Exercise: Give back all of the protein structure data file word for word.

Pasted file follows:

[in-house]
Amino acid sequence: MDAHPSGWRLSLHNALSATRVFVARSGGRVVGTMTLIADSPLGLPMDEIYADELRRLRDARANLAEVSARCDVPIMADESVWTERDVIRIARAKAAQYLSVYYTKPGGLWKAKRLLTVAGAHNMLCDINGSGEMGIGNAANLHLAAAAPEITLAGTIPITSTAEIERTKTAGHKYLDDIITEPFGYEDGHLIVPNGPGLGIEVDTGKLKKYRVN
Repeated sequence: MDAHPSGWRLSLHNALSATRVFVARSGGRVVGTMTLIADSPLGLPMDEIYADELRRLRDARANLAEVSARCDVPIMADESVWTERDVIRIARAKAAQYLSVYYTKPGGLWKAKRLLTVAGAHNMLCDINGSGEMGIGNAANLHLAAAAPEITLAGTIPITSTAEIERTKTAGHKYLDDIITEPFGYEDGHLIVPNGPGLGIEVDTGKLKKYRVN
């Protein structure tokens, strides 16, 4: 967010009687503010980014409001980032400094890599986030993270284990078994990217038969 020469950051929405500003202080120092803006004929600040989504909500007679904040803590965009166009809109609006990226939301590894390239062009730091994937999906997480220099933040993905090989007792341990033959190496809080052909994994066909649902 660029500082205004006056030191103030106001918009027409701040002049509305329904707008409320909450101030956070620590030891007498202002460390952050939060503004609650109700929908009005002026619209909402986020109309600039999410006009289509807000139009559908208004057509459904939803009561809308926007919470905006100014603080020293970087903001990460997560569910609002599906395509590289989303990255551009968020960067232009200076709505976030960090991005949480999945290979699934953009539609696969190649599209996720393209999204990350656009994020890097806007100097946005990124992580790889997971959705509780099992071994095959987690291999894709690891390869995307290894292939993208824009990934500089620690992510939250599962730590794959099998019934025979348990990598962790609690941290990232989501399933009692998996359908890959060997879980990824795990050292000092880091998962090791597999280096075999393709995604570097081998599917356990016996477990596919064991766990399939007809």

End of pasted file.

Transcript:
[in-house]
Amino acid sequence: MDAHPSGWRLSLHNALSATRVFVARSGGRVVGTMTLIADSPLGLPMDEIYADELRRLRDARANLAEVSARCDVPIMADESVWTERDVIRIARAKAAQYLSVYYTKPGGLWKAKRLLTVAGAHNMLCDINGSGEMGIGNAANLHLAAAAPEITLAGTIPITSTAEIERTKTAGHKYLDDIITEPFGYEDGHLIVPNGPGLGIEVDTGKLKKYRVN
Repeated sequence: MDAHPSGWRLSLHNALSATRVFVARSGGRVVGTMTLIADSPLGLPMDEIYADELRRLRDARANLAEVSARCDVPIMADESVWTERDVIRIARAKAAQYLSVYYTKPGGLWKAKRLLTVAGAHNMLCDINGSGEMGIGNAANLHLAAAAPEITLAGTIPITSTAEIERTKTAGHKYLDDIITEPFGYEDGHLIVPNGPGLGIEVDTGKLKKYRVN
């Protein structure tokens, strides 16, 4: 967010009687503010980014409001980032400094890599986030993270284990078994990217038969 020469950051929405500003202080120092803006004929600040989504909500007679904040803590965009166009809109609006990226939301590894390239062009730091994937999906997480220099933040993905090989007792341990033959190496809080052909994994066909649902 660029500082205004006056030191103030106001918009027409701040002049509305329904707008409320909450101030956070620590030891007498202002460390952050939060503004609650109700929908009005002026619209909402986020109309600039999410006009289509807000139009559908208004057509459904939803009561809308926007919470905006100014603080020293970087903001990460997560569910609002599906395509590289989303990255551009968020960067232009200076709505976030960090991005949480999945290979699934953009539609696969190649599209996720393209999204990350656009994020890097806007100097946005990124992580790889997971959705509780099992071994095959987690291999894709690891390869995307290894292939993208824009990934500089620690992510939250599962730590794959099998019934025979348990990598962790609690941290990232989501399933009692998996359908890959060997879980990824795990050292000092880091998962090791597999280096075999393709995604570097081998599917356990016996477990596919064991766990399939007809």